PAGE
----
When 16-year-old Mahima Rathod watched Dangal, she was unable to control her tears. The reason was simple; she saw her own father, Raju Rathod,in Mahavir Singh Phogat’s character.
Mahima happens to be a 61st National School Games Wrestling (Girls) Championship 2015-16 silver medalist.
But being a female wrestler came with its own set of challenges. Fortunately for her, her father took her side for ten years, supporting her pursuit of the sport.
Having grown up in a ‘wrestler’s family’, her story is surprisingly similar to that of the Phogat sisters.
Wrestling seems to run in Rathod blood; Mahima’s great-grandfather was a well known wrestler. Her grandfather and his eight brothers were wrestlers who moonlighted as farm laborers to pay the bills.
Mahima’s father, Raju Rathod and her uncle, Santosh Rathod, both started wrestling at an early age along with their father.
Raju managed to qualify for state-level wrestling as well, but had to quit because of a lack of finances to support his dream.
“You have to eat well to become a wrestler. We could hardly afford a meal so how could we keep wrestling?” he asks.
Raju, too, started working as a farm laborer. Eventually, he bought about 3 acres of land. But he found himself unable to restrain from the sport for long.
Raju hoped for a son that he could instruct in the nuances of the sport. When his first-born was a girl, he was disappointed. Soon his younger brother, Santosh Rathod, also a state-level champion, was blessed with a girl.
“Once my brother and I were discussing how God has been so cruel to us by giving us daughters. But then during the discussion itself we came to the conclusion that, what is the difference? I did not know about the Phogat sisters then. No girl around us was into wrestling but we decided to teach our girls,” says Raju Rathod.
Thus began the training sessions. Santosh’s daughter did not show much interest in the game –when he father passed away she made it clear that she wanted to become a doctor.
Mahima went on to be the only girl in the village who could wrestle.
Raju faced his share of name-calling and jibes, continued to do what he was doing. The state-level players he was familiar with encouraged him by giving him information about girls’ wrestling in India.
“No one was ready to practice with her, hence we used to get some boys, give them Rs.5 or Rs.10 or sometimes just gave them some goodies and asked them to play with Mahima,” he says.
Soon Raju started taking Mahima to other villages to play matches organised there. People continued to insinuate he was ruining his daughter’s life, but Raju remained undeterred.
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Eventually Mahima got an opportunity to fight against a female wrestler, when she was selected for the Taluka-level match. Since then there has been no looking back.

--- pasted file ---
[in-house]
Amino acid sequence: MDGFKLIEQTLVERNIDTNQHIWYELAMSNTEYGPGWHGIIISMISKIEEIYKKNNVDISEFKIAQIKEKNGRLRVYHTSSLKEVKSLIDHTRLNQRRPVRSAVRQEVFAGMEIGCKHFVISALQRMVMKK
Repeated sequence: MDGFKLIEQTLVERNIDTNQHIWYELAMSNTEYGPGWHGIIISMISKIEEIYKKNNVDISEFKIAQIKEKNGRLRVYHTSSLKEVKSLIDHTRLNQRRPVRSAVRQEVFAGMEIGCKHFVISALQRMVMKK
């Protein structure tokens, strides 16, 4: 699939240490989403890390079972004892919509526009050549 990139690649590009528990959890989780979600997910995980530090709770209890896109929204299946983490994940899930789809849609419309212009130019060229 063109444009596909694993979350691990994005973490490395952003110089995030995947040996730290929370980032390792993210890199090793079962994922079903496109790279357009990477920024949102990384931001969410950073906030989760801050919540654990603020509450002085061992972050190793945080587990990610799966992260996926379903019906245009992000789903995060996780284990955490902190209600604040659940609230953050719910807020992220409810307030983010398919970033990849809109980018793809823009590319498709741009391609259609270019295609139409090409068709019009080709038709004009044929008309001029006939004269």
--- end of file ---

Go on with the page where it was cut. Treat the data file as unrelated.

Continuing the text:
Later this year, Mahima will represent the state of Maharashtra in the national wrestling championship at Patna. Her first match is on 14th January 2017.
To participate in the 40kg category she needs to loose at least 3 kilograms. Apart from this she also has to cope with her studies as she will be appearing for her 10th board exams this year. She is striving hard to find a balance.
Her daily routine is grueling; she wakes up at 4 in the morning and studies for an hour. Then she exercises for an hour, and heads to school at 7 a.m.. After class, she attends tuitions till 5 p.m. after which she practices for as long as she can on the wrestling ground.
“Peoples’ perspectives have changed a little after watching the movie, Dangal,” she says.“But we girls still have to prove ourselves in every field at each step, especially in sports. I am going to make my father proud one day; I have promised that to myself,” says the ‘dhakad’ girl.
Mahima is studying in Koshatwar Vidyalay, Pusad and stays in a government hostel. Her education is free but, in spite of winning a silver medal, she has not received any help from the government apart from a Rs. 15,000 scholarship .
Raju Rathod is a small cotton and soybean farmer in the Dudhagiri village of the Yavatmal district of Maharashtra. So far he has personally trained her and taken care of all expenses despite having to face a financial crisis of his own.
But at present, Mahima requires a special diet and training to reach the international level.
“Recently ABP News came to our village and covered Mahima’s story. The villagers have realized the importance of the game now. But we have not received any help yet. My daughter wants to play for the country. She says she won’t accept a job but will keep playing until she brings glory to the country,” says Raju Rathod.
A school teacher from Pusad, Mr. Parsharam Narwade, who is also associated with the NGO Shivprabha Charitable trust took a note of Mahima’s ordeal and contacted The Better India, requesting help.
As TBI readers, you can lend your support by contacting Raju Rathod on 9011984333 or donating here .